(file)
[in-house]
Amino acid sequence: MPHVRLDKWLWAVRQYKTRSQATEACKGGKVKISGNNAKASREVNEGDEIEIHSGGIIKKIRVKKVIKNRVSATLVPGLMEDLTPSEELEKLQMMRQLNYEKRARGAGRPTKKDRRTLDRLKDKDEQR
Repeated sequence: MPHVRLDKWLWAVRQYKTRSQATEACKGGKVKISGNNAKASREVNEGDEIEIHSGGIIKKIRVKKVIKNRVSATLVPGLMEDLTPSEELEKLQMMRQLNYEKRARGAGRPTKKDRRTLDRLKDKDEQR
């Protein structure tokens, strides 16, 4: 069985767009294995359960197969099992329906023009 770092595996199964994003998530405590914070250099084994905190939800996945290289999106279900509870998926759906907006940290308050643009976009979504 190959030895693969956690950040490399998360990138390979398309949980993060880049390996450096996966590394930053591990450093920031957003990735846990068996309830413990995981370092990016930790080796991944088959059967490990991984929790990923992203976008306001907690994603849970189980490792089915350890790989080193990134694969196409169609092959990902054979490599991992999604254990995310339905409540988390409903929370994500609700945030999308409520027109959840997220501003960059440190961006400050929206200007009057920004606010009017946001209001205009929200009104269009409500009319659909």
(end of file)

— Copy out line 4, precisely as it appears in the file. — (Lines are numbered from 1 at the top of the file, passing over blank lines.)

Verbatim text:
């Protein structure tokens, strides 16, 4: 069985767009294995359960197969099992329906023009 770092595996199964994003998530405590914070250099084994905190939800996945290289999106279900509870998926759906907006940290308050643009976009979504 190959030895693969956690950040490399998360990138390979398309949980993060880049390996450096996966590394930053591990450093920031957003990735846990068996309830413990995981370092990016930790080796991944088959059967490990991984929790990923992203976008306001907690994603849970189980490792089915350890790989080193990134694969196409169609092959990902054979490599991992999604254990995310339905409540988390409903929370994500609700945030999308409520027109959840997220501003960059440190961006400050929206200007009057920004606010009017946001209001205009929200009104269009409500009319659909």